Of all the famed Italian automakers, Fiat is not normally recognized as a builder of lavish, coachbuilt grand touring cars. The Italian automaker’s first engines were four-cylinder units, often of gargantuan proportions. Fiat produced its first six-cylinder engine in 1907 and even a V-12 from 1921–1922. However, it was not until 1952 that Fiat would produce an engine with eight cylinders, and the chassis and bodies it resided in were just as special as the engine.
This 8V model, or Otto Vu in Italian, was built for two years only, in 114 examples, and it remains one of the marque’s most legendary motor cars to this day. It was the star of the Geneva Salon in March 1952, and it goes without saying that this new Fiat got lots of attention from the motoring press. Road & Track called it “the biggest surprise of the year,” and The Motor remarked that “the last thing which had been expected from Italy’s largest car factory was a truly streamlined 2-seater saloon.” Considering its potent new powerplant, which was clothed by bodies designed by the world’s finest coachbuilders, everyone knew that this was truly a special automobile in every sense of the word.
While Fiat themselves did not race the 8V, the cars often found their way to owners who would. The resulting competition successes only helped to solidify the 8V’s performance reputation. An 8V driven by Vincenzo Auricchio and Piero Bozzinio was entered in the 1952 Mille Miglia, where it finished 5th in its class. Ovidio Capelli, the Milanese Fiat dealer, commissioned Zagato to develop a full race-spec 8V, and a lightweight car with an aerodynamic body was turned out in record time for the Giro della Toscana. It placed 3rd in class, but during the remainder of the season, the 8V accumulated numerous stellar results, becoming the national two-liter GT champion. However, it was Elio Zagato, the coachbuilder’s son, who really put the 8V on the map. His success in competition was so great that a steady clientele for Zagato 8Vs developed, and Zagato eventually built two different competition versions of the cars.
Aside from the Zagato-bodied 8Vs
, other coachbuilders also got the opportunity to put their own bodies on Fiats newest offering. Pinin Farina produced a coupe version
that debuted at Geneva in 1955, and it carried several visual cues from a Ferrari 375MM that was shown at Paris the year before. No less than fifteen 8Vs left Ghia’s facilities wearing custom coachwork, and fourteen of those boasted “Supersonic” coachwork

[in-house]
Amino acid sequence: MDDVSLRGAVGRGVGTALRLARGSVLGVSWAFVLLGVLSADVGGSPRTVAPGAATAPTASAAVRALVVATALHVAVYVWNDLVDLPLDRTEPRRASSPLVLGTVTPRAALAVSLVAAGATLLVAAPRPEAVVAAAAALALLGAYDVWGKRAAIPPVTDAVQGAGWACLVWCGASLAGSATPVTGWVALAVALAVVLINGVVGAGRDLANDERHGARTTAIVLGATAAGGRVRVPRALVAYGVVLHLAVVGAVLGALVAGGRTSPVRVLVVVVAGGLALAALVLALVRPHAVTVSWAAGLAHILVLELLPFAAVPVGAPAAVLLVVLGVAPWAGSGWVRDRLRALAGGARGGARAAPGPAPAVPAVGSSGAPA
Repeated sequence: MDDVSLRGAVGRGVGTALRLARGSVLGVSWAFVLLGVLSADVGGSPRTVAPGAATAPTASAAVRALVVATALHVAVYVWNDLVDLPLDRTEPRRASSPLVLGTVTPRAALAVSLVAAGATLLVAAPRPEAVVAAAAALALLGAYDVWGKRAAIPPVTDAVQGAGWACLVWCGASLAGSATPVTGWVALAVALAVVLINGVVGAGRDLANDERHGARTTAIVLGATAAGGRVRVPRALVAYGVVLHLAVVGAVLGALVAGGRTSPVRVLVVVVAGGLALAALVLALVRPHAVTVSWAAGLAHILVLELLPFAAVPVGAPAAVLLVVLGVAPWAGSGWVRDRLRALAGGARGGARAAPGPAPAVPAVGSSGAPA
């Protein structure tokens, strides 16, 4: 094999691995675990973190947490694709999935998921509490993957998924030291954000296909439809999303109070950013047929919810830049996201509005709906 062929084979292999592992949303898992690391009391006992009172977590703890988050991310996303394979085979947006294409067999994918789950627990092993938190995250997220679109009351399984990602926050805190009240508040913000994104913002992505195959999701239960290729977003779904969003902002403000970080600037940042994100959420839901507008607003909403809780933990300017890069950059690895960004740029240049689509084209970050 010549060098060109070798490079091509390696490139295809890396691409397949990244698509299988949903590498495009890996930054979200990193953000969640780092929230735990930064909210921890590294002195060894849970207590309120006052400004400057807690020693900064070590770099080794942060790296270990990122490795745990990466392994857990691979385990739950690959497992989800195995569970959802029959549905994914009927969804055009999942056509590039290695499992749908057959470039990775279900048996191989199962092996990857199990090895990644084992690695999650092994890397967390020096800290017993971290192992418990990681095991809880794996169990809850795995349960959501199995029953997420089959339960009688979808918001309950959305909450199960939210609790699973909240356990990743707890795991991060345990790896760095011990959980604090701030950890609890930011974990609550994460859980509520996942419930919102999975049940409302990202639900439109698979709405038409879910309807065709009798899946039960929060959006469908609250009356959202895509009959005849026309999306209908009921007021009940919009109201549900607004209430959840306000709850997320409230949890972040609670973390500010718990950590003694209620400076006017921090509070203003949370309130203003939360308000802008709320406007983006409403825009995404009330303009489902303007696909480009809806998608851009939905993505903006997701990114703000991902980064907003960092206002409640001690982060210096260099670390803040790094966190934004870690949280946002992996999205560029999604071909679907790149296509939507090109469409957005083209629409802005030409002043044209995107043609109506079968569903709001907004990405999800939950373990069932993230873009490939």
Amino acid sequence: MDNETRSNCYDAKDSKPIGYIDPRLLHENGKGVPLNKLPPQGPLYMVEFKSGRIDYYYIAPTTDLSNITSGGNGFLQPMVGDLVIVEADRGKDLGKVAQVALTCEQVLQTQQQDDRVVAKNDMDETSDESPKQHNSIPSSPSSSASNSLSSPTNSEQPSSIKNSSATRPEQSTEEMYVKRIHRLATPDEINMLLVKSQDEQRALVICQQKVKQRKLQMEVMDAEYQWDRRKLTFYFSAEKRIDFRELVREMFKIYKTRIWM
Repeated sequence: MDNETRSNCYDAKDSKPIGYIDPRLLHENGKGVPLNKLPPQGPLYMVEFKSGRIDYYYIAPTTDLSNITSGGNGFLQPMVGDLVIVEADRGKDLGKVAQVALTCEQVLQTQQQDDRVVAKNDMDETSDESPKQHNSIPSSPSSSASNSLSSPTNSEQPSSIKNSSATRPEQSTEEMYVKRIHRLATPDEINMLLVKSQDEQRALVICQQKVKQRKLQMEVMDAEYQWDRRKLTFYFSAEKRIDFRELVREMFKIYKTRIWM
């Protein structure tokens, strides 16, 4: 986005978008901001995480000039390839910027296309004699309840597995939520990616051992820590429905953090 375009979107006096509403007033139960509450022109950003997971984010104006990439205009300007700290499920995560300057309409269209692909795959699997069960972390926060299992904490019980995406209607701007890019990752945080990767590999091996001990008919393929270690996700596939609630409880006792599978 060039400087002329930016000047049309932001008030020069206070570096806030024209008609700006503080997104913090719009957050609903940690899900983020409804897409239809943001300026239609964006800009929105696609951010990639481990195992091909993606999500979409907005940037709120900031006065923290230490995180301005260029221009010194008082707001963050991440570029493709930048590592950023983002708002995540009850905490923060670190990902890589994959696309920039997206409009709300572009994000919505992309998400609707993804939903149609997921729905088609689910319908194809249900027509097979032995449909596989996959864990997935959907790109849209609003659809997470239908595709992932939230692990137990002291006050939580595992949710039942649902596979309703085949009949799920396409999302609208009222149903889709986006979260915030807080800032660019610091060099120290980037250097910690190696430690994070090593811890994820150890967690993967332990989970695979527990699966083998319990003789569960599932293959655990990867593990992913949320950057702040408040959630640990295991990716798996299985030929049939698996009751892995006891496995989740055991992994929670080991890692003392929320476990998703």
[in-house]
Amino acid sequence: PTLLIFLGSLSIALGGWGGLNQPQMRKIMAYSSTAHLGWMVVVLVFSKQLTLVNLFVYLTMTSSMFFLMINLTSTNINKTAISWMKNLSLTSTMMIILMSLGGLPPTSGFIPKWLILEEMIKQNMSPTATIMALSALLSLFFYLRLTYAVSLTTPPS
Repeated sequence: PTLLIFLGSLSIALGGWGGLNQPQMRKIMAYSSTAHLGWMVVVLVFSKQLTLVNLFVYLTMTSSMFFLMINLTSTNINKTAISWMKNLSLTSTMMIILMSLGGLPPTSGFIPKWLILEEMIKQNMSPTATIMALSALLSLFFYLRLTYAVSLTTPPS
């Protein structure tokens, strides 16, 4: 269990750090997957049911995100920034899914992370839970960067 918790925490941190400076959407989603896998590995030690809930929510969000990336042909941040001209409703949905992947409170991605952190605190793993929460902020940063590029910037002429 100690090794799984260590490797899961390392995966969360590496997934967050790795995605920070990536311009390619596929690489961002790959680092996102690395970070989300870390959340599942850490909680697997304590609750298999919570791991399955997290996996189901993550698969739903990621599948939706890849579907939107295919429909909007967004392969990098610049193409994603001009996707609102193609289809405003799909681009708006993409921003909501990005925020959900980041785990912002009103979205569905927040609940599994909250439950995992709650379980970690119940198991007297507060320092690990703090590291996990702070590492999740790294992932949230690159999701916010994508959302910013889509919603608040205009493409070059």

, which was penned by Giovanni Savonuzzi. The fifteenth of those 8Vs was unique in that it did not wear Savonuzzi’s Supersonic coachwork; instead, it was graced with a body designed by Mario Boano.
Chassis number 000042, a 1953 model, was sold new to Ghia on June 10, 1953, and the completed car left Ghia’s facility five months later. To those familiar with Ghia’s designs of the day, it is obvious that Boano’s design draws on a variety of their spectacular creations: Savonnuzzi’s Supersonic, Exner’s K310
, and Boano’s Gioiello, not to mention the Cisitalia 808. The car also shows several design cues found on Chryslers that had been designed by Virgil Exner, who was known to work with Ghia in this era and to produce auto show cars for Chrysler.
Admittedly more subtle than the Supersonic, this 8V has the “concentrical” 8V oval mouth grille, which is adorned succinctly with twin horizontal bars. The Ghia “kickup” in the rear wing is muted, but the C pillar treatment displays hints of the d’Elegance style.
The car itself displays exquisite Italian craftsmanship in the finest sense, and the interior is truly a special place to be. The instrument panel, which has been painted bright red, holds matching white-on-red gauges and a symmetrical half-moon speedometer and tachometer in a binnacle in front of the driver, while the clock and fuel and oil pressure gauges sit in the center of the dash.
The 8V was undoubtedly a significant motor car for Fiat. While the company was known for producing much smaller cars at the time, the 8V proved that Fiat had the wherewithal to compete with manufacturers of much more exclusive motor cars. As this is the only non-Supersonic Fiat 8V to be bodied by Ghia, there is no question that this car is unique.